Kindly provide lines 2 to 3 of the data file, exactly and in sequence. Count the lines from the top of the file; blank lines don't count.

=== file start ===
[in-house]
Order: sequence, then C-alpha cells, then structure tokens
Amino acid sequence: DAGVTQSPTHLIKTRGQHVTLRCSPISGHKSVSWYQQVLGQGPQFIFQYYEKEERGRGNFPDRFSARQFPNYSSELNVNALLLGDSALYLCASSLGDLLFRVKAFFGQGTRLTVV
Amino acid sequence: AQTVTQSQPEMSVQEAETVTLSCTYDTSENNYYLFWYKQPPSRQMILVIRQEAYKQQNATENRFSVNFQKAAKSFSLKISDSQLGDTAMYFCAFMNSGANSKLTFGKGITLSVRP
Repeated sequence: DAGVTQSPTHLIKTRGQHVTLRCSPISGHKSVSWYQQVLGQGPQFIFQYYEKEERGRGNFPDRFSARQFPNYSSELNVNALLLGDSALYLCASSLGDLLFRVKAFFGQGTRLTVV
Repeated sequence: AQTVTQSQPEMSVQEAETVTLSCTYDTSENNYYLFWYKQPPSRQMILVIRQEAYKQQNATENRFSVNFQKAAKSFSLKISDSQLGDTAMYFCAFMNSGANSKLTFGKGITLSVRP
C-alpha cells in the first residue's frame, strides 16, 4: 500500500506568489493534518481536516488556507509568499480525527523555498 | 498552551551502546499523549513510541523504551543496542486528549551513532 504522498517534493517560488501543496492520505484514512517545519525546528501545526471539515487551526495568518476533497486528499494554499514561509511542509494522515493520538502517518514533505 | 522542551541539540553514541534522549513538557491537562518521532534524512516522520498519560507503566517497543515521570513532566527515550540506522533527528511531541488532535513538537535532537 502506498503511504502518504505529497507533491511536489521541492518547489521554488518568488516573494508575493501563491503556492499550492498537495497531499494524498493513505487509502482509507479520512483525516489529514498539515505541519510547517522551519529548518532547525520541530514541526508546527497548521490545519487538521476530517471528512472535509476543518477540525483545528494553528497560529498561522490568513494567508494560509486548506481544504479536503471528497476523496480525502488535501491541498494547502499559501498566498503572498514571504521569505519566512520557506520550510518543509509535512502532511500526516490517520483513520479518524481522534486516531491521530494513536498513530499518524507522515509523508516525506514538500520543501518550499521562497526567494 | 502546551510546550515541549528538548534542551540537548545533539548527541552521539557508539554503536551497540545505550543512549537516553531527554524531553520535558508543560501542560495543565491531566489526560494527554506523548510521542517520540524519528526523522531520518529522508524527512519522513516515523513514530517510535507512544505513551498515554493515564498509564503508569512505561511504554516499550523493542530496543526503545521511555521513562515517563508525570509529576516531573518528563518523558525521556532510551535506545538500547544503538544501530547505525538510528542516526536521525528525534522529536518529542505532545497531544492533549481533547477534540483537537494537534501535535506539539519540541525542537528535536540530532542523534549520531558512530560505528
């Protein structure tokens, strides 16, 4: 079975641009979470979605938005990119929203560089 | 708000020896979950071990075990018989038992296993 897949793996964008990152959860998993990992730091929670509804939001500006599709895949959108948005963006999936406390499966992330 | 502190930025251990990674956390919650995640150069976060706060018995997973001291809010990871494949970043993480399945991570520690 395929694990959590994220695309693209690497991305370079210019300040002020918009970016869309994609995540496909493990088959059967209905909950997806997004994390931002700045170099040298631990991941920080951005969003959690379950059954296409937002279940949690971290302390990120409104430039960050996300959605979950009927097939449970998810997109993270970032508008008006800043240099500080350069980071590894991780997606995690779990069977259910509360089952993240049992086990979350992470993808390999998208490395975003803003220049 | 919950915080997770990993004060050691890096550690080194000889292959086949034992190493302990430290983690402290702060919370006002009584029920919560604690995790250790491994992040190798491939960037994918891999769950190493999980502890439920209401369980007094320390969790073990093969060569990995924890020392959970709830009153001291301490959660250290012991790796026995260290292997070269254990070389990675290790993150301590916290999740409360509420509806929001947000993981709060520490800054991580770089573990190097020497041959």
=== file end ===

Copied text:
Order: sequence, then C-alpha cells, then structure tokens
Amino acid sequence: DAGVTQSPTHLIKTRGQHVTLRCSPISGHKSVSWYQQVLGQGPQFIFQYYEKEERGRGNFPDRFSARQFPNYSSELNVNALLLGDSALYLCASSLGDLLFRVKAFFGQGTRLTVV